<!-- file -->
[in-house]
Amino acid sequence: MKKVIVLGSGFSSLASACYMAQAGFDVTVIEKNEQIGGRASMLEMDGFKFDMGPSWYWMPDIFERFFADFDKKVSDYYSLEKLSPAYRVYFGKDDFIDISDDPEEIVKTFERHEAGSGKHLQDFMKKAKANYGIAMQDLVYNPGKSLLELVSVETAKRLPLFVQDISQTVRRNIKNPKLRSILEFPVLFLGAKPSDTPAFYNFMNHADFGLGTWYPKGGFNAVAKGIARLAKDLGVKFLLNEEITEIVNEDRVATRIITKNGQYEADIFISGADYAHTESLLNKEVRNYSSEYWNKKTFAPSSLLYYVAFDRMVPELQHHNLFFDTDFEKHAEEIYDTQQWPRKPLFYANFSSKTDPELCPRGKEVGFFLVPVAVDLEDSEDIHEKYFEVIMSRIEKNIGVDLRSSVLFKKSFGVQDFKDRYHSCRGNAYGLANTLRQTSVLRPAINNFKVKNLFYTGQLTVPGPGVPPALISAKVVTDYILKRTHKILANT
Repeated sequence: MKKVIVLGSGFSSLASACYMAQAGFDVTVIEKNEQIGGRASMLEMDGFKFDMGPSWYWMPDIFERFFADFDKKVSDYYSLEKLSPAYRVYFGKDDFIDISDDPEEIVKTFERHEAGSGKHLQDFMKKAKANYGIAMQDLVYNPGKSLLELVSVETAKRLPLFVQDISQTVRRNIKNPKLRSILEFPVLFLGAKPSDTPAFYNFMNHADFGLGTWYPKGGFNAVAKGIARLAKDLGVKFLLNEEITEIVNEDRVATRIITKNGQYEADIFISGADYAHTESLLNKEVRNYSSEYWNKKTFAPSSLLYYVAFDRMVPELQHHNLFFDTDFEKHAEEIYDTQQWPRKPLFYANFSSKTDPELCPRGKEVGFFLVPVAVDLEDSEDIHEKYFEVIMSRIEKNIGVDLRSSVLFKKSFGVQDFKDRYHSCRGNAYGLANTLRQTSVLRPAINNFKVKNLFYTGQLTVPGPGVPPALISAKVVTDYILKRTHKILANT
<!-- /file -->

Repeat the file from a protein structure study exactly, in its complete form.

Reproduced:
[in-house]
Amino acid sequence: MKKVIVLGSGFSSLASACYMAQAGFDVTVIEKNEQIGGRASMLEMDGFKFDMGPSWYWMPDIFERFFADFDKKVSDYYSLEKLSPAYRVYFGKDDFIDISDDPEEIVKTFERHEAGSGKHLQDFMKKAKANYGIAMQDLVYNPGKSLLELVSVETAKRLPLFVQDISQTVRRNIKNPKLRSILEFPVLFLGAKPSDTPAFYNFMNHADFGLGTWYPKGGFNAVAKGIARLAKDLGVKFLLNEEITEIVNEDRVATRIITKNGQYEADIFISGADYAHTESLLNKEVRNYSSEYWNKKTFAPSSLLYYVAFDRMVPELQHHNLFFDTDFEKHAEEIYDTQQWPRKPLFYANFSSKTDPELCPRGKEVGFFLVPVAVDLEDSEDIHEKYFEVIMSRIEKNIGVDLRSSVLFKKSFGVQDFKDRYHSCRGNAYGLANTLRQTSVLRPAINNFKVKNLFYTGQLTVPGPGVPPALISAKVVTDYILKRTHKILANT
Repeated sequence: MKKVIVLGSGFSSLASACYMAQAGFDVTVIEKNEQIGGRASMLEMDGFKFDMGPSWYWMPDIFERFFADFDKKVSDYYSLEKLSPAYRVYFGKDDFIDISDDPEEIVKTFERHEAGSGKHLQDFMKKAKANYGIAMQDLVYNPGKSLLELVSVETAKRLPLFVQDISQTVRRNIKNPKLRSILEFPVLFLGAKPSDTPAFYNFMNHADFGLGTWYPKGGFNAVAKGIARLAKDLGVKFLLNEEITEIVNEDRVATRIITKNGQYEADIFISGADYAHTESLLNKEVRNYSSEYWNKKTFAPSSLLYYVAFDRMVPELQHHNLFFDTDFEKHAEEIYDTQQWPRKPLFYANFSSKTDPELCPRGKEVGFFLVPVAVDLEDSEDIHEKYFEVIMSRIEKNIGVDLRSSVLFKKSFGVQDFKDRYHSCRGNAYGLANTLRQTSVLRPAINNFKVKNLFYTGQLTVPGPGVPPALISAKVVTDYILKRTHKILANT